This flexibility creates all sorts of other advantages. While traditional body armor can only take a limited number of strikes from a machine gun before the plate cracks, "When you have a uniform with this new nanotechnology, it can absorb unlimited numbers of machine-gun rounds," tells the Army’s soldier systems representative “Dutch” DeGay. The pliability could even be controlled. Gloves could turn into real-life brass knuckles, to give them a punch like Mike Tyson. Or, if the soldier gets hurt (such as from tripping on a rock while reading an email with their eyepiece), the uniform could go rigid to create a tourniquet or cast. The fabric could even be woven in with "nanomuscle fibers" that simulate real muscles, giving soldiers more an estimated “25 to 35 percent better lifting capability."[10]

The incorporation of electronics into the fabric also means that the armored uniform would not just be able to change shapes, but also may even change colors. Already, Fujitsu has made a computer screen that is made of fabric, while the E-Ink company has created ink that actually changes colors depending on its electronic charge. Incorporated into a uniform, such technology could create “chameleon” camouflage. The soldier’s uniform would be able to take the color of whatever is behind them or even form a rough holographic image like that in the movie Predator . . . .

But when it comes to actual development of real exoskeletons, the most influential of the science fiction visions comes from Robert Heinlein and his 1959 novel Starship Troopers.[13] Heinlein envisioned the infantry of the future as wearing technologic suits that make “You look like a big steel gorilla, armed with gorilla-sized weapons.” As the main character describes, “Our suits give us better eyes, better ears, stronger backs (to carry heavier weapons and more ammo), better legs, more intelligence (in the military meaning...), more firepower, greater endurance, less vulnerability… A suit isn't a space suit - although it can serve as one. It is not primarily armor - although the Knights of the Round Table were not armored as well as we are. It isn't a tank - but a single M.I. [Mobile Infantry] private could take on a squadron of those things and knock them off unassisted.” The book is so popular among military readers, that it is on almost all the various military professional reading lists and DARPA even footnoted it in a research proposal on turning Heinlein’s vision into reality.
We would not be a bit surprised if the men from DARPA also found Starship Troopers in our garbage, although this time around Maw is not to blame: we tossed it there ourselves, scarcely imagining the influence it would later have on future generations of lavishly-funded Imagineers. Nor did we foresee that our discarded paperback edition of Farnham's Freehold would provide the model for decades of Republican social policy.

We can, however, state with authority that we did not, inadvertently or otherwise, expose any impressionable minds to the outlandish sci-fi visions of Miss Ayn Rand. Our copy of Atlas Shrugged went straight to the imperial outhouse, where it grew shorter by a chapter or so each day until only the dust jacket remained.

SIDEBAR: Reading the Brookings article leads us to wonder whether certain Republican candidates might have been exposed to unhealthy levels of gamma radiation:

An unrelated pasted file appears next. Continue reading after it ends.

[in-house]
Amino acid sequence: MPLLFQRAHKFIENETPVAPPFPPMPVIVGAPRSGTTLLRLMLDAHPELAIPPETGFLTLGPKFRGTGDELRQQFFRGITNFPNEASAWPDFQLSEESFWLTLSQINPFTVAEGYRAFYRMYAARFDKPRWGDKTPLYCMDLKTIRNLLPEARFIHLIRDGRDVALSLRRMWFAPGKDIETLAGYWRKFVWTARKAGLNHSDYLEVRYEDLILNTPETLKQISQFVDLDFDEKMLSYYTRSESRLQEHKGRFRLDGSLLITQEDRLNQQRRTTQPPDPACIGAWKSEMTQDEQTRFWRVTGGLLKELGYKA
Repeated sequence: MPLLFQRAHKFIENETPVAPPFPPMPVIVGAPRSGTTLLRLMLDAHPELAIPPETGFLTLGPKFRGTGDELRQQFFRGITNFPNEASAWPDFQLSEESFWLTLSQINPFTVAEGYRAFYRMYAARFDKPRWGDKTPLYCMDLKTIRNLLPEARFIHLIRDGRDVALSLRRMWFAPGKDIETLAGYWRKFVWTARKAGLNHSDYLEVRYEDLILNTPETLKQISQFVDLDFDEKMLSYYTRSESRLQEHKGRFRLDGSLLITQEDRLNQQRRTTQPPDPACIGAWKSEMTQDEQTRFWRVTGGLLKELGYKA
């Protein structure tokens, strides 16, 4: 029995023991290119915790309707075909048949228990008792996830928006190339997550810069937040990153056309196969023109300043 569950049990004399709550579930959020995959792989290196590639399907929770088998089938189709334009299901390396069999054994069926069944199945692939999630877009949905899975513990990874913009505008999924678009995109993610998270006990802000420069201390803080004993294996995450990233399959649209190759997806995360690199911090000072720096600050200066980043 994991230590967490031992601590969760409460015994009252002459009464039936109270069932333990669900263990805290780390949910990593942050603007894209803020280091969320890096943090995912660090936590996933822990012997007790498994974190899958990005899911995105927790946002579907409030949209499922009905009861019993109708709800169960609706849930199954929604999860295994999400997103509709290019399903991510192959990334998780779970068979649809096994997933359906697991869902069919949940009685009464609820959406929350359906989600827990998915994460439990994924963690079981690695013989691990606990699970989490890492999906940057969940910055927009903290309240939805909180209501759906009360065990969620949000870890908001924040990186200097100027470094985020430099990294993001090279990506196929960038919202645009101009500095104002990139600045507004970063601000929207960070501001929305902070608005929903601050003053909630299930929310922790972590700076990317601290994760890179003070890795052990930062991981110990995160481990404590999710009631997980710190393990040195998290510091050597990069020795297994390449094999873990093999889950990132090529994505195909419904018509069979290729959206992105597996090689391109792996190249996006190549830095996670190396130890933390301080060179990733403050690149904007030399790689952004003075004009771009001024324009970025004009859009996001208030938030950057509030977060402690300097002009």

Is he man, or monster? Or . . . is he both? All we can say for sure is that we wouldn't like him when he's angry. And he's always angry.

UPDATE (courtesy of Zemblan patriot T.H.): Engadget has posted BAE's in-house animation of robo-bugs in action. Rock out, li'l robo-bugs!



UPDATE II: Is no one safe? Now we learn that even tiny woodland creatures are being spied upon by robotic simulacra of squirrels, lizards, even -- say it ain't so! -- cock-a-roaches:
Named Rocky after the cartoon character, the robo-squirrel is working its way into Hampshire's live-squirrel clique, controlled by researchers several yards away with a laptop computer and binoculars.

Sarah Partan, an assistant professor in animal behavior at Hampshire, hopes that by capturing a close-up view of squirrels in nature, Rocky will help her team decode squirrels' communication techniques, social cues and survival instincts.

Rocky is among many robotic critters worldwide helping researchers observe animals in their natural environments rather than in labs. The research could let scientists better understand how animals work in groups, court, intimidate rivals and warn allies of danger.

In Indiana, for instance, a fake lizard shows off its machismo as researchers assess which actions intimidate and which attract real lizards. Pheromone-soaked cockroach counterfeits in Brussels, meanwhile, exert peer pressure on real roaches to move out of protective darkness. In California, a tiny video camera inside a fake female sage grouse records close-up details as it's wooed - and more - by the breed's unusually promiscuous males . . . .

A particular sound may be the courting equivalent of, "Come over here, you sexy beast." But a tiny change can alter the message entirely, making it something akin to, "You're about to be torn to shreds if you don't get out of my territory."

"There's been the old, classic trade-off for years between the ecological relevance you get (researching) in the field, versus those studies in the lab where you can control the environment while knowing they're not going to react as much," [IU researcher Greg] Demas said. "Having these models out in the field is taking us to the next steps of the research."